Schooled

Accrediting commission threatening to shutter City College gets scrutiny from Congress

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US Rep. Jackie Speier pledges to reform the accreditation process during a Nov. 7 forum.
GUARDIAN PHOTO BY EVAN DUCHARME

joe@sfbg.com

Federal politicians are blasting the commission that would close City College of San Francisco, calling the entire accreditation process a debacle.

At a forum US Rep. Jackie Speier (D-SF) and Rep. Anna Eshoo (D-Palo Alto) convened at City College on Nov. 7, Speier trumpeted what local advocates have said all along: The evaluation of CCSF was bungled, lacked transparency, and violated federal education regulations, all pointing to a desperate need for reform of its accreditors.

Accreditation has been the means to check the quality of education in colleges, but now a growing chorus of critics says the process can be used to carry out an ideological agenda and usurp local control ("Whose college?" Aug. 13).

Yet upending the accreditation process could also have unintended consequences, perhaps letting corporate and conservative interests seize the chance to implement their long-simmering agendas.

Either way, it is beginning to look like the fight to save City College could end up being about more than just City College.

 

ACCJC UNDER FIRE

The Accrediting Commission of Community and Junior Colleges keeps a watchful eye on the community colleges of California, Guam, and Hawaii. After a six-year review, the ACCJC this summer rocked City College by terminating its accreditation, pending appeals before the sentence is carried out in July 2014.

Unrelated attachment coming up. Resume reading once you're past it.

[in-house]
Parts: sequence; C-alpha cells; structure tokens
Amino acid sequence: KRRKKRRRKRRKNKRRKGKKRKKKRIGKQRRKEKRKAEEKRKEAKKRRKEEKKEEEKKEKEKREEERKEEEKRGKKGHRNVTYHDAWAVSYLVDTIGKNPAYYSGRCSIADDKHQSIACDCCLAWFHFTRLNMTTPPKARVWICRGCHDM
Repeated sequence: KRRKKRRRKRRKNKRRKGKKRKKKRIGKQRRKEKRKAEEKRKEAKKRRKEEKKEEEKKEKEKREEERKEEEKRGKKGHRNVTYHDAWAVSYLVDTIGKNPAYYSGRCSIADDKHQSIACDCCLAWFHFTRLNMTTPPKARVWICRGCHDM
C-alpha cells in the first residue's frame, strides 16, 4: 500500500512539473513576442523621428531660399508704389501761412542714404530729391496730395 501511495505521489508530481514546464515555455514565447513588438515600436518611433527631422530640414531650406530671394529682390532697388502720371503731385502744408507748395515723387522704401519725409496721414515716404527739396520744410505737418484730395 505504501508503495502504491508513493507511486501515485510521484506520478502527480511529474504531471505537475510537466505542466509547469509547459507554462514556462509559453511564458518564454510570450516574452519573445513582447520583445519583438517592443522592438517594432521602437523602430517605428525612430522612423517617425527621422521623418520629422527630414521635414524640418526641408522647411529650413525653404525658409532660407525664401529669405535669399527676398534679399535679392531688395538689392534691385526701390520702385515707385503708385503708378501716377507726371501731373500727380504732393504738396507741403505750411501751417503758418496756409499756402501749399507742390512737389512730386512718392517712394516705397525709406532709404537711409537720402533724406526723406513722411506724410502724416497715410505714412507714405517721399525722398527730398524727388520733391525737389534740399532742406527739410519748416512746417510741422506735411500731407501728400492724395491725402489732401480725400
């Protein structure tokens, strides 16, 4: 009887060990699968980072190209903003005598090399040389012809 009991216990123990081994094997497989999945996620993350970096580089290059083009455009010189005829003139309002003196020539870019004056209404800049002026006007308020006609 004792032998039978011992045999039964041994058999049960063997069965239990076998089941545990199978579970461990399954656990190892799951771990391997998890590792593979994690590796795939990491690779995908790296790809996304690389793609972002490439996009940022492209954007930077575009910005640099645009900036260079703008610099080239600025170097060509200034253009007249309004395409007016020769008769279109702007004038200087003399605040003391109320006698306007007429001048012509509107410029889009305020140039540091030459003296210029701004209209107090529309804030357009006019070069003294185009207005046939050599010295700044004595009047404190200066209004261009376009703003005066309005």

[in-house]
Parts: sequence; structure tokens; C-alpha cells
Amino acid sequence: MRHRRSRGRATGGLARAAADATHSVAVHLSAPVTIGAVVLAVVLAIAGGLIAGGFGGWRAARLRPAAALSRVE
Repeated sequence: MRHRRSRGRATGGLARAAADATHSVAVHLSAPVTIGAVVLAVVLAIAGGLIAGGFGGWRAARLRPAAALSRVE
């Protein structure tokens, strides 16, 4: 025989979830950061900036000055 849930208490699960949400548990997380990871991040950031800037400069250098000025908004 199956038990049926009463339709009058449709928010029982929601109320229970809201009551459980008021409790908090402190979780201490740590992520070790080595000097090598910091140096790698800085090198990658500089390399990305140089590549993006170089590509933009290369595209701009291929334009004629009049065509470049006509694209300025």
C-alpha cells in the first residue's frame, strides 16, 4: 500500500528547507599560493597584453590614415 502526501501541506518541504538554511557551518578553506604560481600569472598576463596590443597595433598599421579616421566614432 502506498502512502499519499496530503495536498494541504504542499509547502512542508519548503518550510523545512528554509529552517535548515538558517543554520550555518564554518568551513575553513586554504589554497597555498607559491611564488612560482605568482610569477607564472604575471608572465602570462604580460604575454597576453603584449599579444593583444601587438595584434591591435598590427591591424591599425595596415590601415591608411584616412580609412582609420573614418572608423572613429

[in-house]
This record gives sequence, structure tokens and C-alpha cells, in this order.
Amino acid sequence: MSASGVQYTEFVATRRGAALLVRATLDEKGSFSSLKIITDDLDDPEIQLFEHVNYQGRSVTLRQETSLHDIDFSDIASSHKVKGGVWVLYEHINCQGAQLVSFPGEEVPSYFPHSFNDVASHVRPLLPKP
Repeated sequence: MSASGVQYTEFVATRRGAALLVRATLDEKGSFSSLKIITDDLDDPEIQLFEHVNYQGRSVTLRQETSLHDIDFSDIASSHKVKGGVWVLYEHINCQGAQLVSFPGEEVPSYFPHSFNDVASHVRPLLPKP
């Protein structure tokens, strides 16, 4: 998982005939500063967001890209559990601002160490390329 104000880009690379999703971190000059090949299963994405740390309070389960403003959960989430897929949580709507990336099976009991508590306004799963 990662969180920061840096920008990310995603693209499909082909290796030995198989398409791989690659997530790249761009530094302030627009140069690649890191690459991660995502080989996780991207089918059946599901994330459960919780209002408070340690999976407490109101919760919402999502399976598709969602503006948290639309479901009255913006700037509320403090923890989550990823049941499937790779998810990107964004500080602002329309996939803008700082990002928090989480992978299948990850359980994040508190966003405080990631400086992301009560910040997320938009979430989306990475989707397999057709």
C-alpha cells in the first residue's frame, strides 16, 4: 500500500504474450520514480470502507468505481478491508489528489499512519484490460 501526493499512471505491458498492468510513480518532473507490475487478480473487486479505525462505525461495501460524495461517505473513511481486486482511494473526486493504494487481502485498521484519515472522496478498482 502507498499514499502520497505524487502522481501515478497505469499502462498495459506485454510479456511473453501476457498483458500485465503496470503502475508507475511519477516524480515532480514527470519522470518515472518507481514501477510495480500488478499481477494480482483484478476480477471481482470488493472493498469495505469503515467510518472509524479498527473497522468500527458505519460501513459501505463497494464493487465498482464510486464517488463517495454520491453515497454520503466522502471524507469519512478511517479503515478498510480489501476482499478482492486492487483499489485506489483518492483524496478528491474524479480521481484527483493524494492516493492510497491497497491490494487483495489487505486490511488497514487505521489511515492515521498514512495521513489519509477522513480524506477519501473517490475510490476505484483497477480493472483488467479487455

At the forum, Speier said the debacle with the ACCJC signaled a need to reform accreditation on a national level, citing a lack of public accountability.

"I think the ACCJC has run amok, they have lost their vision — if they ever had one," Speier said in an interview after the forum. "They are riddled with conflicts of interest and arbitrariness."

Teachers, faculty, and education advocates packed City College's Diego Rivera Theater, all cheering at every jibe toward the ACCJC. Pressure on the group is mounting. A third lawsuit against the body was announced the day of the forum, this one filed by the activist group Save CCSF.

But Speier sees the problems as stemming from the US Department of Education, which she said needs the tools to correct problems at the ACCJC, something she plans to meet with Education Secretary Arne Duncan to discuss.

"The Department of Education only has one hammer, and that is to deny the ACCJC certification," she said.

The group is slated to undergo this evaluation in December, which could spell its end. But if the fight for City College sparks a change in accreditation nationally, what would take its place?

There are wolves at the door of the US education system, for-profit colleges with a history of taking vulnerable students to the bank with nothing to show for it. And they want accreditation reform too.

 

THE DEVIL YOU KNOW

The ideological argument between the ACCJC and City College is taking place nationally.

President Obama called for a change to college accreditation in his last State of the Union speech, calling for higher graduation and transfer rates for community colleges (see "Who killed City College?" July 9).

One of the biggest cheerleaders of the president's reform is the American Enterprise Institute, a conservative think tank. At a conference it held on accreditation last month, AEI and its partners lampooned accreditation as it stands now.

"This is a system that is flawed, unable to deal with the rapidly changing higher education landscape," Anne D. Neal, a partner of the American Council of Trustees and Alumni, a national education reform group, said at the conference. "If meat inspections were as loose as college accreditation... most of us would have mad cow disease."

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